My heart raced in the freezing cold, as I walked from my car to the club. It wasn’t the weather – Oakenfold is here, so I must be here too. His music transfixed me in my 20s. Back in the 90s, it was called ‘techno’. Now, it’s EDM, or psy trance, or trance, or some other over-explanation for techno.
In those early days of techno, it wasn’t about the drugs (at least not for me; tried ‘em–meh), the hook-ups (not saying it didn’t happen) or the selfies and bragging rights. I wasn’t the girl who hiked up her boobies, dressed in everything sparkly and strapped on my stripper heels to stand in a corner occasionally moving my head to the beat while I sipped vodka cranberry from a straw, with my pinky in the air.
I was the girl who chose my club outfit based on how sweaty I thought I was going to get dancing, and which of my most comfortable shoes sorta matched that outfit. Did I want my clothes to absorb the sweat, or did I want my skin exposed to cool me off in the stale air despite being heavy with the sweat of a few hundred other people?
Back then, I was a broke college student, pulling 21-credit semesters, working multiple jobs, barely surviving on financial aid and the couple of bucks left over after the rent, books, and sometimes even food were paid for. But once I discovered what happened at the club, I would enthusiastically forego food to save up for the $10 cover. For $5 more, I could get a couple of happy hour rail drinks to lubricate my courage before getting out on the dance floor, where I would stay until the lights came up at 2am.
What happened at the club was magic.
When you walked into a club full of strangers, you walked out with at least a dozen friends. And it didn’t matter who you walked in with, or if you walked in with anyone at all. Yeah… you could walk in alone and by midnight, you were dancing with someone, or many someones – altogether or one at a time. There might have been people trying to make a move or two, but really, we were all there for the music and to dance.
By 1 am, it often seemed like the whole floor was dancing together. So many nights, I let go and melted into the music and moving bodies. It was fucking hot. And you’d go back the next week, and find a lot of the same faces, and you knew you’d be dancing with them all again that night.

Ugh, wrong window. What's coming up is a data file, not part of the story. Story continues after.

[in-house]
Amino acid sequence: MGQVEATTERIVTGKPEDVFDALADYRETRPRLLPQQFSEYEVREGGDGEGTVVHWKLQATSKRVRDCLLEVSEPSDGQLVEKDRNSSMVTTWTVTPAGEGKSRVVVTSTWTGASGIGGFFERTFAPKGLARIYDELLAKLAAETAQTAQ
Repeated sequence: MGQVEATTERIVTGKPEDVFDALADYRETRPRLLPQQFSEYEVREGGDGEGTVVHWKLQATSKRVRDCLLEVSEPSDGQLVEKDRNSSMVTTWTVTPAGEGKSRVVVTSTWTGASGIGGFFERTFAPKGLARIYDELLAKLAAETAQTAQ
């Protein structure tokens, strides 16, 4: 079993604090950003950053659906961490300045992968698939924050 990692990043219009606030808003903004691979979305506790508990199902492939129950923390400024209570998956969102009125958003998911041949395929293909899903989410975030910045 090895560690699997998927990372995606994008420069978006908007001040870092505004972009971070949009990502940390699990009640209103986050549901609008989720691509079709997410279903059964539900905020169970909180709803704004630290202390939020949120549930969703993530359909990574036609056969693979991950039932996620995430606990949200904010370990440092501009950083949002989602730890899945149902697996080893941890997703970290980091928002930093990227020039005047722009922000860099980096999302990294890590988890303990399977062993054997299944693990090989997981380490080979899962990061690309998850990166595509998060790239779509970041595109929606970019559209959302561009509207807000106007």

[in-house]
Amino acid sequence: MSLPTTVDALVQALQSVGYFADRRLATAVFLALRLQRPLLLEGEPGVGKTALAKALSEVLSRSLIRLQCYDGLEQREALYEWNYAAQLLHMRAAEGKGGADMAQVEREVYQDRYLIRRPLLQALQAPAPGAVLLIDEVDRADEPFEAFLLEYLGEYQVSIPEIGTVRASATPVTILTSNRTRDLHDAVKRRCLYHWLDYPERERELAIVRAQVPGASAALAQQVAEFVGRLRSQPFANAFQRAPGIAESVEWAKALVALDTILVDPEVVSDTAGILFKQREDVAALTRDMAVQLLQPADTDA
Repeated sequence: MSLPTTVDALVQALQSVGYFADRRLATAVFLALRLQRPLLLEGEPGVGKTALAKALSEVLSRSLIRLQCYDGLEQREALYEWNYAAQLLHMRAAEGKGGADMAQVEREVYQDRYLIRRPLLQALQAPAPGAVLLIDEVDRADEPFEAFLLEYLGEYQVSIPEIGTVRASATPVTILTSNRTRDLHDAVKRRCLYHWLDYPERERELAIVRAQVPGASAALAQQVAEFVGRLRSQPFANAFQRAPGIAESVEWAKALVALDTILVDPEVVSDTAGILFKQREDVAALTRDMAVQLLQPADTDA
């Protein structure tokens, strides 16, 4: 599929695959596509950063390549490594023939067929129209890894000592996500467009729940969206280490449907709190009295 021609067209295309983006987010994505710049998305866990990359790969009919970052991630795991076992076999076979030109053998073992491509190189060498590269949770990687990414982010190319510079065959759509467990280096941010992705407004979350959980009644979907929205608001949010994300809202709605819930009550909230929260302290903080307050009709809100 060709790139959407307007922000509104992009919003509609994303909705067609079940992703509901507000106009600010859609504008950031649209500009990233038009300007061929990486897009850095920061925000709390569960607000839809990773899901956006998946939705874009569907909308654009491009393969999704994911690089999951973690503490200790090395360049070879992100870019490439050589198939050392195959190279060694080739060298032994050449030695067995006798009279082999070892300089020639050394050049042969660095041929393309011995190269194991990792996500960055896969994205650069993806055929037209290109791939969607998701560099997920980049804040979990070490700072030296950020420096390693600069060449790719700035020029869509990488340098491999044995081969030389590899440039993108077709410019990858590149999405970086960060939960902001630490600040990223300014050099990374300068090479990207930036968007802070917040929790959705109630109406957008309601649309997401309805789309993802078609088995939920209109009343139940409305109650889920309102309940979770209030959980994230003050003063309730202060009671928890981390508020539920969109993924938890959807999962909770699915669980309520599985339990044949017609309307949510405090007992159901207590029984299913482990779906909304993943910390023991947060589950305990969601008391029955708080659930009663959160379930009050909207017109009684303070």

But this beautiful symbiosis faded over the years. This weird and sad isolation started taking over my dance floor.
E-zombies occupied space on the floor, apparently trippin’ balls, dancing inside their heads amid their hallucinations and light trails, while outside, they were standing mostly still on the floor – in my dance space. The glamazons, wearing boobs and long glossy hair and very tall, very uncomfortable looking heels, also started filtering in to my sacred psytrance time. The rest of the crowd spent more time maneuvering around the e-zombies and the glamazons getting from one bar to the next, not paying attention to the music at all.
I got into a habit of closing my eyes so I couldn’t see any of them, and I could connect to my music without the distractions. I got frustrated with the scene, wondered I had aged out of my beloved techno and become the out of place old person in the club. The headliners started coming on later, I got older and eventually I gave up–until recently.
A night with The Crystal Method offered a glimmer of the bygone era of instant friends when Aman took my phone and friended himself on my Facebook.
But then Oakenfold came to town.
He was already spinning when I walked in to the club. Within moments, adorable Alex and I bonded over the coat check being full before he kissed my cheek and ran off to dance. My first new friend of the night. I was moving as soon as I hit the floor. I found a spot in the middle of the crowd where I could hear and feel the bass better. I moved more. There was space on the floor, so I closed my eyes and filled that space with my body, dancing, moving to the music.
I let it wash over me, move through me, transform me. It was me and Paul Oakenfold and a turntable pumping out a musical story just for me. Until I opened my eyes and found my friend Adam talking to his friend Jeff.
I introduced myself and just like that, Jeff and I were friends, dancing together. Not long after, my eyes were closed again and I was back in my private world with Oakenfold, when I heard a woman’s voice calling out to me.
“GIRL, OH MY GOD I LOVE YOU! YOU ARE AS INTO OAKENFOLD AS I AM! TECHNO FOREVER!!”
Tricia threw her arms around my neck and we were dancing together. Just like that, we were friends. This theme went on – person after person, putting an arm around me, dancing, smiling, yelling out in excitement about how into the music I was. Oakenfold started weaving in old songs that we all remembered dancing to in the 90s and we were dancing together, no longer strangers, but friends.
It was one of the best nights of my life.
My music, my people – there was nothing better than that moment. I thought my techno tribe had disappeared, replaced by glamazons and e-zombies, forcing me to go within to find my happy place in my music. But they were always there, looking for me too.
Thank you, Oakenfold for reuniting us!